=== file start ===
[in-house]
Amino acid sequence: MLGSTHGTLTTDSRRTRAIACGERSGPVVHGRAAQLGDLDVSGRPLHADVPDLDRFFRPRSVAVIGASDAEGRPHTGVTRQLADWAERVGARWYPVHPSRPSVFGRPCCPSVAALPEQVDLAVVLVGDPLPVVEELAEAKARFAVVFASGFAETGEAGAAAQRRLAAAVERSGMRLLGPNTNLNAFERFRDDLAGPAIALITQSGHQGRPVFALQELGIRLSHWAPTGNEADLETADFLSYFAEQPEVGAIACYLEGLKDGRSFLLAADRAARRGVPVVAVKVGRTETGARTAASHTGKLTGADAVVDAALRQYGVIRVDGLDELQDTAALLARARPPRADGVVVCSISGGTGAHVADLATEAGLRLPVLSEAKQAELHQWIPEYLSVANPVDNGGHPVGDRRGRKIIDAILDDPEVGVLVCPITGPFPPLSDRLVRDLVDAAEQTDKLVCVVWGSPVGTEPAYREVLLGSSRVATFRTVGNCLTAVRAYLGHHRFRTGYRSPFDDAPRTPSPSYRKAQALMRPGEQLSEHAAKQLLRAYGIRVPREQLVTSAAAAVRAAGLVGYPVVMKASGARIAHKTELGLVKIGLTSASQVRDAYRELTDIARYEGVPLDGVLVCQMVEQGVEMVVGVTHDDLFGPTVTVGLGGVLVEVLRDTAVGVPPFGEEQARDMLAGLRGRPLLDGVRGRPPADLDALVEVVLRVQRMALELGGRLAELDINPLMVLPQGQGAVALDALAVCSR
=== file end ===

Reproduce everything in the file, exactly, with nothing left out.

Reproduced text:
[in-house]
Amino acid sequence: MLGSTHGTLTTDSRRTRAIACGERSGPVVHGRAAQLGDLDVSGRPLHADVPDLDRFFRPRSVAVIGASDAEGRPHTGVTRQLADWAERVGARWYPVHPSRPSVFGRPCCPSVAALPEQVDLAVVLVGDPLPVVEELAEAKARFAVVFASGFAETGEAGAAAQRRLAAAVERSGMRLLGPNTNLNAFERFRDDLAGPAIALITQSGHQGRPVFALQELGIRLSHWAPTGNEADLETADFLSYFAEQPEVGAIACYLEGLKDGRSFLLAADRAARRGVPVVAVKVGRTETGARTAASHTGKLTGADAVVDAALRQYGVIRVDGLDELQDTAALLARARPPRADGVVVCSISGGTGAHVADLATEAGLRLPVLSEAKQAELHQWIPEYLSVANPVDNGGHPVGDRRGRKIIDAILDDPEVGVLVCPITGPFPPLSDRLVRDLVDAAEQTDKLVCVVWGSPVGTEPAYREVLLGSSRVATFRTVGNCLTAVRAYLGHHRFRTGYRSPFDDAPRTPSPSYRKAQALMRPGEQLSEHAAKQLLRAYGIRVPREQLVTSAAAAVRAAGLVGYPVVMKASGARIAHKTELGLVKIGLTSASQVRDAYRELTDIARYEGVPLDGVLVCQMVEQGVEMVVGVTHDDLFGPTVTVGLGGVLVEVLRDTAVGVPPFGEEQARDMLAGLRGRPLLDGVRGRPPADLDALVEVVLRVQRMALELGGRLAELDINPLMVLPQGQGAVALDALAVCSR